Fireman’s Ball, 1991


Rachel Flood clutched her can of diet soda, flinched at the acid in her mouth, and counted the men in the fire hall she had slept with, all before she had turned seventeen. Not for romance, not in courtship; these had been numbed things, animal rutting. At the time, she hadn’t cared that some were married. There were eight in this room. Or eight and a half, because she had once given a blow job to the fireman who was currently pumping the keg for her mother.

Nine years had passed since she had left town, and these men had become beasts: Phil Faciana, fifty pounds heavier, a beard that crept up just below his eyes, a werewolf face. Doug Applehaus, still handsome, but now with a crazy look in his eyes, wearing a long black trench coat, like an assassin or a sex offender. The Hagerman brothers, separated by three years but balding at the same rate, built like sasquatches then and now. Standing beside one of the barrels were two firemen she sort of recognized, but she knew she had screwed each individually at the drive-in theater in Ellis. She remembered their cars—an AMC Pacer and a Chrysler Cordoba, the former with no backseat at all, and the latter with a backseat as big as a couch. And there was Bud Neilson, in the shadows of the flickering light. He had been her first, old back then and even older now, face gray from chain-smoking or organ failure. He stood as still as a mummy, a taxidermied version of the man with whom she had lost her virginity, although Rachel hated to think of it as something lost—she had been eager to discard it, like people born with a tail. She had been fourteen, a firehouse groupie, skidding on her cheap heels, slipping on the oil slicks from the fire engines, desperately offering up cases of beer stolen from her mother’s bar.

Rachel was here to make amends, to show up and be a productive and helpful member of the community. Normally, her amends consisted of letters mailed to old lovers, police officers, women she had beat up for no good reason. But she could not write letters to the nine hundred people in her hometown, and so she had temporarily moved back to Quinn to make things right. Her sponsor had tried to get her to just accept it, to forget that her hometown had ever existed. But Rachel could not. All of the other steps were easy, even the sex inventory, but Rachel could not stop thinking of the entire town that hated her. She had decided to be a living apology, and do her time, until she could finally move on. It was necessary to be seen at this event, to let them all know she was back in town, to be of service, to right her name.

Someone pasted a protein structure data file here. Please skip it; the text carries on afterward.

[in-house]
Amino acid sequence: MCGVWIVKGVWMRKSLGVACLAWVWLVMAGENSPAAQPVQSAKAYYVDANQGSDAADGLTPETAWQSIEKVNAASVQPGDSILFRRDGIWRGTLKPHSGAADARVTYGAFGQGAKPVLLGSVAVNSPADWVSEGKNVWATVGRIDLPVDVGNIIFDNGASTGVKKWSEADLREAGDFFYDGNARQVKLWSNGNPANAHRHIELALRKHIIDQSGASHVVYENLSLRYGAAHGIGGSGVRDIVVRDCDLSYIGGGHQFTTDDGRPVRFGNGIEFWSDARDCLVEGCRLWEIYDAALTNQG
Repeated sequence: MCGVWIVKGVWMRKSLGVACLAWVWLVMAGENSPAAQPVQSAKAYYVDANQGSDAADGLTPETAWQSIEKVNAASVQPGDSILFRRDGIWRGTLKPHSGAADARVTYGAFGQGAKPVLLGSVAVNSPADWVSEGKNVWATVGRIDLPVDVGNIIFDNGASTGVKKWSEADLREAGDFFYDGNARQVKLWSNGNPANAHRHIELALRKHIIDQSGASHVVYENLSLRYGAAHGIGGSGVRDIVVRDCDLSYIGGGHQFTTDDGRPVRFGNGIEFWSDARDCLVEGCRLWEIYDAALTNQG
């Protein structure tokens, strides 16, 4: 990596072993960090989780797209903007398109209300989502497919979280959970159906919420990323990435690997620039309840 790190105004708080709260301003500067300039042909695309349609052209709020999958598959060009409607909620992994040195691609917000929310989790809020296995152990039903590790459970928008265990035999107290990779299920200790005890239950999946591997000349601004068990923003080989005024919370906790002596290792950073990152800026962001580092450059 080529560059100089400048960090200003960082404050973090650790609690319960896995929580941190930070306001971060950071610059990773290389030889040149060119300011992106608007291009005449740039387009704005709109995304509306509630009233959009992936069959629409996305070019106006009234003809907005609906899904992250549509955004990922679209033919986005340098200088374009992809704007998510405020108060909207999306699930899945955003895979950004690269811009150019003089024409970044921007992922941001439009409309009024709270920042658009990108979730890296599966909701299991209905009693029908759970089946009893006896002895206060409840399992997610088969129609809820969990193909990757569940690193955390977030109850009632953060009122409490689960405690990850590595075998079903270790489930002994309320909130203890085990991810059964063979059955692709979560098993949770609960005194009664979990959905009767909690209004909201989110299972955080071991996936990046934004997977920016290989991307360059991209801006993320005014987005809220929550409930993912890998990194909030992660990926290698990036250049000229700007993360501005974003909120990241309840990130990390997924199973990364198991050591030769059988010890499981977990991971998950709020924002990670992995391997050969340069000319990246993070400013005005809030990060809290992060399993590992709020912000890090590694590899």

Rachel’s own mother returned every amends letter she had written. The only letter not returned contained a check for one thousand dollars. Either Laverna Flood was psychic, or she read them all along, steaming and resealing the envelopes. The check was cashed. Rachel came to the fire hall to find her, figuring that although her mother would most likely be drunk, there would be witnesses, in case things took a violent turn.

Rachel was nervous as she regarded the fire hall, and it was an uncomfortable feeling. She felt no fear for more than a year, managed to replace it with her version of faith. Rachel didn’t have much experience feeling things—it was only in the last few years that the suit of armor she had worn since junior high had begun to be removed, piece by piece. She hardened herself from an early age, to protect herself from an occasionally cruel mother and a constantly judgmental town. Feeling would have left her vulnerable, and she had no interest in being a victim. She needed to injure and destroy and move quickly, before she was caught and figured out. In the last year, most of her homework involved grace, and acceptance, and moving on. But she could not move on from this.

The fire hall was roasting, shimmering with heat from the two metal barrels stuffed with kindling and the cardboard detritus from cases upon cases of beer. Both garage doors were wide open—she could see the snow falling outside, the wind catching it and sending it into curlicues. The space smelled of heavy machinery and light housekeeping, of mousetraps that were never emptied, bathrooms that only men would use. It was uncomfortably hot; she needed space, so she pushed herself through the crowd and found a place against a wall, the metal cool from the winter storm whipping around outside.